Today’s nursing workforce is also becoming increasingly diverse. According to the National Nursing Workforce Study, 19.5 percent of the RNs responding said they identify themselves as racial or ethnic minorities. More recently licensed participants were even more likely to identify as minorities, showing that more members of racial and ethnic minority groups are entering the field. A full 6.7 percent of the nurses were foreign-educated and participate in the U.S. workforce. These trends will likely continue as more workers identifying as minorities join the nursing profession.
Among licensed practical nurses (LPNs), recent increases in diversity are even more pronounced. Among those LPNs licensed before 2000, 78.8 percent identify as white or Caucasian, with just 55.6 percent of newly licensed LPNs (between 2013 and 2015) indentifying as such.
More Men Becoming Nurses
Traditionally, careers in nursing primarily attracted women. While the majority of the nursing workforce is still female, a growing number of men are now entering the field. Before 2000, 5.8 percent of new nurses were male. This percentage more than doubled between 2013 and 2015, when men represented 14.1 percent of newly licensed nurses.
BSN degrees are becoming increasingly common among new nurses, and many experienced nurses are completing RN to BSN programs. The BSN helps nurses advance in their careers in an increasingly competitive, information-driven and rapidly changing healthcare industry. Many healthcare employers now prefer to hire nurses who have BSN degrees, driving greater demand for BSN program graduates and leading many RNs to earn BSNs.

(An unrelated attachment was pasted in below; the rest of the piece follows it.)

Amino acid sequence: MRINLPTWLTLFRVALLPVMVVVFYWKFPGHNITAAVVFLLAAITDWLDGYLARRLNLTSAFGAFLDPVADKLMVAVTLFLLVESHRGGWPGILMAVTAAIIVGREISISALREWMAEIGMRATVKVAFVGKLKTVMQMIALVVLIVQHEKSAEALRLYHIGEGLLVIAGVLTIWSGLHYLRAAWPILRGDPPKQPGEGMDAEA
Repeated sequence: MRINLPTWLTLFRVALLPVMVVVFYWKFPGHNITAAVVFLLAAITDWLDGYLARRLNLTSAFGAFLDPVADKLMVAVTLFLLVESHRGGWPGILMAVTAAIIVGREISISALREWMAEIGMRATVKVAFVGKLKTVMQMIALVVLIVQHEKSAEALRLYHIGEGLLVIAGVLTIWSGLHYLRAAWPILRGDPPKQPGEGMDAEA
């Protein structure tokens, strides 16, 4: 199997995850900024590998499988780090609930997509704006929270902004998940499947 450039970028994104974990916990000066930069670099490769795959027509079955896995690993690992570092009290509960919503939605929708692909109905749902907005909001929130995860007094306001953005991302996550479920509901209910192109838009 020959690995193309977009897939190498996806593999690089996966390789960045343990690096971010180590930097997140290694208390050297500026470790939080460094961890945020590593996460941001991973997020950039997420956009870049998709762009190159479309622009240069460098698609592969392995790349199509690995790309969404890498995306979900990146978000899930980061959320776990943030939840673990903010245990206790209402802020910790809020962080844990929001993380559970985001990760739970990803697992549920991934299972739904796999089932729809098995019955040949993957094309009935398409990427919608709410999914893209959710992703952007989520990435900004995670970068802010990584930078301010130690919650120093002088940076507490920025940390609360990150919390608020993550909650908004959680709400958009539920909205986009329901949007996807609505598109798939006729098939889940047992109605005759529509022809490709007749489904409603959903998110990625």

The need for nurses also motivated many workers outside the nursing profession to retrain and become nurses, bringing a greater number of college graduates with non-nursing degrees into the nursing profession. These trends are bringing considerable change to the typical education levels of nurses and are increasing the number of highly educated licensed nurses.
In 2000, around half of RNs held at least a bachelor’s degree. Between 2008 and 2010, this proportion increased by 5 percent to 55 percent of RNs. College graduates with non-nursing degrees are part of these statistics, so some of these nurses hold other nursing degrees such as ADNs, nursing diplomas and certificates. While these figures include degrees outside nursing, a full 42 percent of RNs reported beginning their careers with a BSN. Before 2000, just 33 percent of nurses entered the field as BSN degree holders. Today, more nurses are entering the profession with more education, making them eligible for more advancement opportunities, higher pay and greater responsibilities.
When new nurses enter the profession, they bring their unique insights and backgrounds. The face of the nursing profession is always evolving due to external pressures, changes in employer needs and standards, and changes in the U.S. population. A diverse, well-trained workforce of compassionate, highly qualified nurses helps improve healthcare and build tomorrow’s healthcare leaders. With more BSN-prepared nurses than ever before, this workforce is also better prepared to tackle the complex healthcare challenges that an aging U.S. population presents.
Learn more about the A-State online RN to BSN program.